Think back on the last couple of weeks (or so), when the Ebola crisis really started to pervade all of our media sources. There has been sensationalism, misinformation and more sensationalism that has led to sheer ignorance, in some cases, plus unnecessary (if not illogical) panic. This is not to take away from the severity of the disease whatsoever, as it should be treated with delicacy; somehow, though, the virus and its victims have been so oversimplified because news organizations have not been careful in their approach.
For these reasons and more, Lara Setrakian of the news microsite network News Deeply has introduced Ebola Deeply, which Gigaom’s Mathew Ingram reports will cover both immediate impacts of the disease and long-term effects on society. Setrakian, whose Syria Deeply site has been quite effective in disseminating valuable information and reporting regarding the complicated situation in the Middle East, has a team of African freelancers contributing content and will aggregate wire stories on Ebola, too.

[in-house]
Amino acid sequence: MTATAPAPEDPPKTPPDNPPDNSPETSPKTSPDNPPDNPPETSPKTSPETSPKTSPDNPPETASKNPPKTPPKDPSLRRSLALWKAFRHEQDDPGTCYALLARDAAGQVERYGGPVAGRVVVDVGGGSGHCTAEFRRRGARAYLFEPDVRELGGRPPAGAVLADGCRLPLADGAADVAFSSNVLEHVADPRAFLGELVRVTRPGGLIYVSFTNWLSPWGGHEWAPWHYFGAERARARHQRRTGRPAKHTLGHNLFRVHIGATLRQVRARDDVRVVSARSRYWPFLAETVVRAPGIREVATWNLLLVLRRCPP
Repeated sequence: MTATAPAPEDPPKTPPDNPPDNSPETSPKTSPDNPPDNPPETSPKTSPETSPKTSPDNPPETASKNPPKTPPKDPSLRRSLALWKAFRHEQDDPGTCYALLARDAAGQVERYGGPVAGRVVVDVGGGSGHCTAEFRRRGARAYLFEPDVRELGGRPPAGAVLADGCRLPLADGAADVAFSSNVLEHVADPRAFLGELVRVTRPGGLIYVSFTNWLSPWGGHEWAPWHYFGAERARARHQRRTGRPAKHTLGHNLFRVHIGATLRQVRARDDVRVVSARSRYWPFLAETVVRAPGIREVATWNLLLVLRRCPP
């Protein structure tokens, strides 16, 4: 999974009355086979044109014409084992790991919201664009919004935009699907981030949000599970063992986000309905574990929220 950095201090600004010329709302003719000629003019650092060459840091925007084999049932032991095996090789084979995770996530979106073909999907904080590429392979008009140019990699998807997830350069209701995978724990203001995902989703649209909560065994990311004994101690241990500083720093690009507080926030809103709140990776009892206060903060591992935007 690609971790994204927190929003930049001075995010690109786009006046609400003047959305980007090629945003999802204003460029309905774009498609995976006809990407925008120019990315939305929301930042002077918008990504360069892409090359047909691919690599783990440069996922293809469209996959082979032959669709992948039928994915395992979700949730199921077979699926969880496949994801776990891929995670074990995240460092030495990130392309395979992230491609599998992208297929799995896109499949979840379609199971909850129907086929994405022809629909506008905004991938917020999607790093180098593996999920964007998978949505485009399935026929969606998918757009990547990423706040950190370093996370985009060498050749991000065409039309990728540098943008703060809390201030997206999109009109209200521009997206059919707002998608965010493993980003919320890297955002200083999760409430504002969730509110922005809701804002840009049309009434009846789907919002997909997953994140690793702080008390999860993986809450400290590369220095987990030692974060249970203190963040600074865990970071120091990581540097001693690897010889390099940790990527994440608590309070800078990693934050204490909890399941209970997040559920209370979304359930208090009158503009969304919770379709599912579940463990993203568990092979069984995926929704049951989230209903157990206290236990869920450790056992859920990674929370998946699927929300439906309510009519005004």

Wrote Ebola Deeply’s Isha Sesay: ‘Our mission is simple: to humanize this public health emergency and to drive the dialogue in search of new ideas and solutions to the crisis.’
With Pardis Sabeti, Setrakian also wrote on World Economic Forum about the results that cycles of bad information and a public aversion to scientific truths regarding Ebola can have on the public at large. There’s still much we don’t know about Ebola, those behind Ebola Deeply are saying, and the way we think about the disease dictates how we live our lives. Thus, it’s of vital importance.
Sure, it’s not clear how long the shelf life of a micro-publishing project like Ebola Deeply is, but that doesn’t minimize its potential. It’s certainly worth checking out, both for your own good, for those around you, and ultimately those in the news industry. Check it out here.